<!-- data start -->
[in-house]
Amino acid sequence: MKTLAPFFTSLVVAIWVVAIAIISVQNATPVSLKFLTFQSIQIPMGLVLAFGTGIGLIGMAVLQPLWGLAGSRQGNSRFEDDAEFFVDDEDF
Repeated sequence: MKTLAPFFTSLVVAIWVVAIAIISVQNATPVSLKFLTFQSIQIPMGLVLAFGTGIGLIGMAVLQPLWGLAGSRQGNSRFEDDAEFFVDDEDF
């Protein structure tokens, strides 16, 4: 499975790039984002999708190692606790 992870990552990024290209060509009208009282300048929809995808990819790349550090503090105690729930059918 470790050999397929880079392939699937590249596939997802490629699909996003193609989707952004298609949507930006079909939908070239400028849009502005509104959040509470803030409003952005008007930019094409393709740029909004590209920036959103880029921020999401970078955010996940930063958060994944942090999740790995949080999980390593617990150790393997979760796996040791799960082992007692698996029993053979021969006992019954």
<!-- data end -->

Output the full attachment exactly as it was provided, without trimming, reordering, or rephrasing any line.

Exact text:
[in-house]
Amino acid sequence: MKTLAPFFTSLVVAIWVVAIAIISVQNATPVSLKFLTFQSIQIPMGLVLAFGTGIGLIGMAVLQPLWGLAGSRQGNSRFEDDAEFFVDDEDF
Repeated sequence: MKTLAPFFTSLVVAIWVVAIAIISVQNATPVSLKFLTFQSIQIPMGLVLAFGTGIGLIGMAVLQPLWGLAGSRQGNSRFEDDAEFFVDDEDF
């Protein structure tokens, strides 16, 4: 499975790039984002999708190692606790 992870990552990024290209060509009208009282300048929809995808990819790349550090503090105690729930059918 470790050999397929880079392939699937590249596939997802490629699909996003193609989707952004298609949507930006079909939908070239400028849009502005509104959040509470803030409003952005008007930019094409393709740029909004590209920036959103880029921020999401970078955010996940930063958060994944942090999740790995949080999980390593617990150790393997979760796996040791799960082992007692698996029993053979021969006992019954």